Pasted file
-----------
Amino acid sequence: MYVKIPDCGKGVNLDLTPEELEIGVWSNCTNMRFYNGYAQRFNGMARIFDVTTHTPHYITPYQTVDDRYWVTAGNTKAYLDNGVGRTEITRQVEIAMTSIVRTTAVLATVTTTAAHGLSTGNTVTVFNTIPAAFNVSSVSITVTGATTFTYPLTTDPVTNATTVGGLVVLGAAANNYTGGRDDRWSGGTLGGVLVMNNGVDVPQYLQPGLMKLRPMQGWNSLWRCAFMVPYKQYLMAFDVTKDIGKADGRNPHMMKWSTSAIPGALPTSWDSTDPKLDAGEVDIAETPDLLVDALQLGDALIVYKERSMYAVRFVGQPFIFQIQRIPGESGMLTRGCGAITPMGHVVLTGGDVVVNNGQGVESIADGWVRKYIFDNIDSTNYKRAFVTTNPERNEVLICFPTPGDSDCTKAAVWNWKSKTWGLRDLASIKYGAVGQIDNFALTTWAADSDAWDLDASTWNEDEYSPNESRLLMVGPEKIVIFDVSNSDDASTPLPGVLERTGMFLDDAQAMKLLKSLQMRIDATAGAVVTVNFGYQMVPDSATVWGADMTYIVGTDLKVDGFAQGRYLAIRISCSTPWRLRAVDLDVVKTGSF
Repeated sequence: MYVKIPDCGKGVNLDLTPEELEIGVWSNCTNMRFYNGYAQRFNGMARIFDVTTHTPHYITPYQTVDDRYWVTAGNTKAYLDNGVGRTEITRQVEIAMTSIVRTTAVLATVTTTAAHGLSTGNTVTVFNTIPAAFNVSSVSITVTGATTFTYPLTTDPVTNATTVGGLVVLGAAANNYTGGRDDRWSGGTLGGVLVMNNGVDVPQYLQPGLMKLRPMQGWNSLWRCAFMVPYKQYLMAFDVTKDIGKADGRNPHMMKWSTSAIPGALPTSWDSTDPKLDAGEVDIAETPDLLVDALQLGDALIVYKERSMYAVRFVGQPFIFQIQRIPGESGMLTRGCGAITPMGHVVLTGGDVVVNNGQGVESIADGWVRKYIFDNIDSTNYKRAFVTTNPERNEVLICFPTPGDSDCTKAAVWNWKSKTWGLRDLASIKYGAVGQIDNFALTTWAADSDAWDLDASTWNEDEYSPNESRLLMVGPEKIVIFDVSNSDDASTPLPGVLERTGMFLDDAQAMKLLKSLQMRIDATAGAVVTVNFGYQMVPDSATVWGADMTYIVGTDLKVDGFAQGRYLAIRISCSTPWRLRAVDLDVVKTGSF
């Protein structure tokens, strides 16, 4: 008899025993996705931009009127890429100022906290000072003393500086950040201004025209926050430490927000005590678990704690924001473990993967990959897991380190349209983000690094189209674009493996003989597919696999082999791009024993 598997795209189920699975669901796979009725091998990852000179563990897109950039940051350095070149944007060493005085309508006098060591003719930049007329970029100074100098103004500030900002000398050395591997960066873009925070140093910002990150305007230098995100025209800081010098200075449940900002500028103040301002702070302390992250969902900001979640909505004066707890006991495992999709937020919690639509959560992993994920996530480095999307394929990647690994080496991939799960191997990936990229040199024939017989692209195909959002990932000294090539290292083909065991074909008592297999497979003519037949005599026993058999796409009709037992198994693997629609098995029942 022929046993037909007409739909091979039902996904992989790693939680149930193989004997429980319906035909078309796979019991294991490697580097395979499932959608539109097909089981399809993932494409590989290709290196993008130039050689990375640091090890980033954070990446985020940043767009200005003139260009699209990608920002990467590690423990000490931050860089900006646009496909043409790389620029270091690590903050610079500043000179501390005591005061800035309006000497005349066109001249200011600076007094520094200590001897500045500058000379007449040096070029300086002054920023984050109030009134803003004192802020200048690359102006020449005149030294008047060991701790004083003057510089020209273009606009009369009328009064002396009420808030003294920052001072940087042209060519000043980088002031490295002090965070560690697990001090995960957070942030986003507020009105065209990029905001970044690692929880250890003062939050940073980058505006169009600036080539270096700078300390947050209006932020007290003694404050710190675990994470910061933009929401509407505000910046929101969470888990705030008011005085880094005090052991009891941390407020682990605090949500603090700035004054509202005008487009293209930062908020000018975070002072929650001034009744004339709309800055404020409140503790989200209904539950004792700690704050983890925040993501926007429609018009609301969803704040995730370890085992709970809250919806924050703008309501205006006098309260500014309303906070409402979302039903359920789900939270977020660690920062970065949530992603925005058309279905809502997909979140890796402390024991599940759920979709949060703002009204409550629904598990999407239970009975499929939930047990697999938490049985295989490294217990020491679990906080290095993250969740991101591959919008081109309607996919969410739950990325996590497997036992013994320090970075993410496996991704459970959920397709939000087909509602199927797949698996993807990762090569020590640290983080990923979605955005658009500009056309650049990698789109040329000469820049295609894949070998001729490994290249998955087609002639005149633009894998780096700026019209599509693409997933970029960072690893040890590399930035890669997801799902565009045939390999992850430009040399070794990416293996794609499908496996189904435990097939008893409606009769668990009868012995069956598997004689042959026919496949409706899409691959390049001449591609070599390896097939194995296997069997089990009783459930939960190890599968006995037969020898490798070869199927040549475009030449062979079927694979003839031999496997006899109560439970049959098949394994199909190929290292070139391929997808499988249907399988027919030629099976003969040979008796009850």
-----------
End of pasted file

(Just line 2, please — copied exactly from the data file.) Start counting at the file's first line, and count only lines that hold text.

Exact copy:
Repeated sequence: MYVKIPDCGKGVNLDLTPEELEIGVWSNCTNMRFYNGYAQRFNGMARIFDVTTHTPHYITPYQTVDDRYWVTAGNTKAYLDNGVGRTEITRQVEIAMTSIVRTTAVLATVTTTAAHGLSTGNTVTVFNTIPAAFNVSSVSITVTGATTFTYPLTTDPVTNATTVGGLVVLGAAANNYTGGRDDRWSGGTLGGVLVMNNGVDVPQYLQPGLMKLRPMQGWNSLWRCAFMVPYKQYLMAFDVTKDIGKADGRNPHMMKWSTSAIPGALPTSWDSTDPKLDAGEVDIAETPDLLVDALQLGDALIVYKERSMYAVRFVGQPFIFQIQRIPGESGMLTRGCGAITPMGHVVLTGGDVVVNNGQGVESIADGWVRKYIFDNIDSTNYKRAFVTTNPERNEVLICFPTPGDSDCTKAAVWNWKSKTWGLRDLASIKYGAVGQIDNFALTTWAADSDAWDLDASTWNEDEYSPNESRLLMVGPEKIVIFDVSNSDDASTPLPGVLERTGMFLDDAQAMKLLKSLQMRIDATAGAVVTVNFGYQMVPDSATVWGADMTYIVGTDLKVDGFAQGRYLAIRISCSTPWRLRAVDLDVVKTGSF